As many as 3,000 people could pass through the courts if all those suspected of involvement are tracked down, he added.

The violence first broke out about a week ago after a protest over the death of a local man, Mark Duggan. He was shot after a police unit that deals with gun crime stopped a cab carrying the 29-year-old father of four.

Riots and looting spread across London and other cities, at a huge cost to local businesses and communities.

London's Metropolitan Police said Saturday they had charged a man with handling stolen goods after recovering electrical products worth 40,000 ($65,000) in Tottenham.

Street gangs are "at the heart of all the violence," Cameron told an emergency Parliament session Thursday, citing evidence of their ties to police attacks and looting.

Cameron said he had asked senior government ministers to work "on a cross-government program of action to deal with this gang culture" to report back to Parliament in October.

"I also believe we should be looking beyond our shores to learn the lessons from others who have faced similar problems," he said. "That is why I will be discussing how we can go further in getting to grips with gangs with people like Bill Bratton."

Cameron's Downing Street office said he had spoken to Bratton Friday after the former police chief agreed to take part in a series of meetings on tackling gangs in the fall.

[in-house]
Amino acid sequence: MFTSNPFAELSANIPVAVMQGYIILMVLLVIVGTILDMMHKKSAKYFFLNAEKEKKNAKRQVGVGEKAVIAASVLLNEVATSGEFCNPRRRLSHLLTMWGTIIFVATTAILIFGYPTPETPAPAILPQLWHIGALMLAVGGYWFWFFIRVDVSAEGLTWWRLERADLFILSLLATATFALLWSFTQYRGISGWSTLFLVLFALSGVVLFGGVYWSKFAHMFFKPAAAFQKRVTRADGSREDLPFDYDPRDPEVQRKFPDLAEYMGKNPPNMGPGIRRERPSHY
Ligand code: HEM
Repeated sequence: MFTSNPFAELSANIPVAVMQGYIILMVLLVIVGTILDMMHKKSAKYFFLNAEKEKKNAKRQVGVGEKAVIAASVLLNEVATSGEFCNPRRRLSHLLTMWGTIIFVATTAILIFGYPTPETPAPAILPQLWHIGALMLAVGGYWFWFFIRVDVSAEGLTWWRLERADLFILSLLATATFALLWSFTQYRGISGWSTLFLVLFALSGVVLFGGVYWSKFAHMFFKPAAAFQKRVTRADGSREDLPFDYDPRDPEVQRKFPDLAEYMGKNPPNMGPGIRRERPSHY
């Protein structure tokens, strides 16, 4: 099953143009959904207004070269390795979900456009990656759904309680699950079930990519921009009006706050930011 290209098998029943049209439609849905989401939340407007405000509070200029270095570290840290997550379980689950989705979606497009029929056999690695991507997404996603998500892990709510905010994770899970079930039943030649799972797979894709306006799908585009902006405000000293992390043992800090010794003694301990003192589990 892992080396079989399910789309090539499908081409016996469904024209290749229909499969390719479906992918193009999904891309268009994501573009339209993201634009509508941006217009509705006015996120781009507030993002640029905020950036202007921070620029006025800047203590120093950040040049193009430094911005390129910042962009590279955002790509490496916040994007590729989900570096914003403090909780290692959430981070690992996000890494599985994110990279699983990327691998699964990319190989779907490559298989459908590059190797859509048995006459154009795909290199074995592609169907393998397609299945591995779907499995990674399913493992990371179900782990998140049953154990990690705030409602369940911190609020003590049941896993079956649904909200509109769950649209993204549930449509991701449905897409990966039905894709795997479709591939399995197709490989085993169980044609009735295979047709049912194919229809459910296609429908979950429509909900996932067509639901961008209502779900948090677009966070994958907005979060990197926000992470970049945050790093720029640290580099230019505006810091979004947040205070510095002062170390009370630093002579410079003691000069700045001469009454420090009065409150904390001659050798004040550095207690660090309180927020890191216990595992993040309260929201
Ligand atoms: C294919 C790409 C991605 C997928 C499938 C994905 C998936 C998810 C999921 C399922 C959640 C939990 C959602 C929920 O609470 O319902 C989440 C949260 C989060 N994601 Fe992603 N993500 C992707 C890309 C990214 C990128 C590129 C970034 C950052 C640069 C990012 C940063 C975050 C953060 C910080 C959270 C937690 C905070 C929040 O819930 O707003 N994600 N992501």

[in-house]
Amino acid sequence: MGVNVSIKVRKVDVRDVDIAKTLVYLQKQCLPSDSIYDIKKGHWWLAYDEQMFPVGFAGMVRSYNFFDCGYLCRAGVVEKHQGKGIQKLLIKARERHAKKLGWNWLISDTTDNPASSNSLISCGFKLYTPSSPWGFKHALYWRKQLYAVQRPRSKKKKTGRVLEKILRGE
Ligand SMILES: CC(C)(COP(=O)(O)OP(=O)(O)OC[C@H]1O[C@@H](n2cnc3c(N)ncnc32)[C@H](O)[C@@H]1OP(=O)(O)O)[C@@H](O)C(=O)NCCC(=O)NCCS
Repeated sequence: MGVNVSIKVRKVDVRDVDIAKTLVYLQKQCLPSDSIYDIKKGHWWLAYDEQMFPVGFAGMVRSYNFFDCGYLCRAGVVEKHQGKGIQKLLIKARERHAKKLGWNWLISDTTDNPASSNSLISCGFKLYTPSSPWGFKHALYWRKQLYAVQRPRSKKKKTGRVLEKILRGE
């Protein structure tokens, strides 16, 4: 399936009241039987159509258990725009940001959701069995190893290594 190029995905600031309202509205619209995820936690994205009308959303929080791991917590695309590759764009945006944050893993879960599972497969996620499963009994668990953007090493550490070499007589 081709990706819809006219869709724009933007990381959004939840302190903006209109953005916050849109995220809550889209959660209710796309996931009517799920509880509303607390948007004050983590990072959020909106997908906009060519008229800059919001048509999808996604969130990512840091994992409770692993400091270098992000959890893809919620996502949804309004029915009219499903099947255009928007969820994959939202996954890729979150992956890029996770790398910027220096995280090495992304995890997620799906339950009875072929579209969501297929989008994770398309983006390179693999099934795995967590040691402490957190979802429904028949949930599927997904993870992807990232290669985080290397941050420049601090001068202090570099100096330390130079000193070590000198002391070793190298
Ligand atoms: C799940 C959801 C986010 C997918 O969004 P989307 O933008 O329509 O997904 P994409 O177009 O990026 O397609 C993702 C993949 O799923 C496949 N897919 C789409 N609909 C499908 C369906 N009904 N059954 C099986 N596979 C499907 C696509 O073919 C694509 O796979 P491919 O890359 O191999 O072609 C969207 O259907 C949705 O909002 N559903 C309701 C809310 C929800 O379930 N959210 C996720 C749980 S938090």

"Bill Bratton, who has long-standing links with British policing, will be providing this advice in a personal capacity and on an unpaid basis," a Downing Street statement said.

Bratton, who since 2009 has worked for private security consultancy Altegrity and its subsidiary Kroll, is seen as having taken bold steps to cut crime rates in New York and Los Angeles.

"There are many lessons from these experiences that I believe are relevant to the current situation in England," he said in a statement on Kroll's website.

Bratton said he believed the British government could overcome the problem, adding: "I support their resolve to seize upon this difficult situation as an opportunity to address the issues of gangs and gang violence and the resulting fear and disorder head-on."

While there have been sporadic incidents of disorder, London has been calm since Tuesday morning and other cities since early Wednesday.

About 16,000 officers -- many more than usual -- are expected to remain on London's streets through the weekend.

In Birmingham, where three young men were killed in a hit-and-run this week thought to be connected to the unrest, community groups are planning a "peace rally" Sunday, West Midlands Police said.

The uncle of two of the men killed, Abdullah Khan, told reporters in Birmingham on Saturday that the loss of Shazad Ali and Abdul Musavir had "left our entire family in shock and devastation."

He went on: "All they wanted to do was to protect their business and other businesses within the community. I remember talking to Shazad a few days before this tragic incident and he was excited and was looking forward to the birth of his first child in a few months' time. But that was not meant to be.

"A father will never hold his child, a child will never be held by his father, a wife without a husband, parents who have lost two sons. Words can never express what we are going through at this moment."

Khan said the family did not want anyone else to suffer in the same way and appealed for witnesses to come forward.

"All we want now is justice for our family. This was not ... about race, this was not religion. This was about a pure criminal act."

CNN's Laura Smith-Spark, Claudia Rebaza and Bharati Naik contributed to this report.